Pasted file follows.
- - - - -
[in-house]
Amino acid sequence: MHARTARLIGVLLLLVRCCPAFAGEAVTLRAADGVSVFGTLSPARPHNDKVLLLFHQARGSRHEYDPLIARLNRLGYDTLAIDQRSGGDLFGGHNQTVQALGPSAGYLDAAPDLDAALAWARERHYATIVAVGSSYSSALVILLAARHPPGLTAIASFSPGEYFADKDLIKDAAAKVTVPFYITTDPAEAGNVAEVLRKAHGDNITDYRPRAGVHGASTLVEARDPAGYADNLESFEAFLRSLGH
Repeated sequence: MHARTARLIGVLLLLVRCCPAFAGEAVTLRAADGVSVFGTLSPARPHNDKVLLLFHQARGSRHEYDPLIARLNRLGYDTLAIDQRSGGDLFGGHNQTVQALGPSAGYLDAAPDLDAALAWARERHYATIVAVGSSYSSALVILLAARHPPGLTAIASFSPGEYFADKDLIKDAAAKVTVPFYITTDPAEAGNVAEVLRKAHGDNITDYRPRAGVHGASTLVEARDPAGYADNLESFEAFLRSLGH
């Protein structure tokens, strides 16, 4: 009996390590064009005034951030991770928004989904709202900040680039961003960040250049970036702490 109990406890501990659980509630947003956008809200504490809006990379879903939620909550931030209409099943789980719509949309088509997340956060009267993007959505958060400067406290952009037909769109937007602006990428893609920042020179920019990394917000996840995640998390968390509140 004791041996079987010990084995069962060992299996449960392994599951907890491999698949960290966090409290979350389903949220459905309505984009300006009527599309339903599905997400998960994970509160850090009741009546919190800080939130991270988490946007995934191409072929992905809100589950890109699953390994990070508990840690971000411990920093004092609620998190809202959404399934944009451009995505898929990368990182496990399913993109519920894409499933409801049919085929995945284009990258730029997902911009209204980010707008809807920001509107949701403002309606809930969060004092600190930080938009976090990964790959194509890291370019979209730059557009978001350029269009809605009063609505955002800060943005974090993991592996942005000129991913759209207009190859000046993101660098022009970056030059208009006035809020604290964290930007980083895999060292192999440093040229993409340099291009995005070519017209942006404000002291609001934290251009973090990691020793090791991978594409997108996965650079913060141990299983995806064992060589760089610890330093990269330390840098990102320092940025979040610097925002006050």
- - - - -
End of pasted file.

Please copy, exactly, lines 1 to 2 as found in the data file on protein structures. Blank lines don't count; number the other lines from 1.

[in-house]
Amino acid sequence: MHARTARLIGVLLLLVRCCPAFAGEAVTLRAADGVSVFGTLSPARPHNDKVLLLFHQARGSRHEYDPLIARLNRLGYDTLAIDQRSGGDLFGGHNQTVQALGPSAGYLDAAPDLDAALAWARERHYATIVAVGSSYSSALVILLAARHPPGLTAIASFSPGEYFADKDLIKDAAAKVTVPFYITTDPAEAGNVAEVLRKAHGDNITDYRPRAGVHGASTLVEARDPAGYADNLESFEAFLRSLGH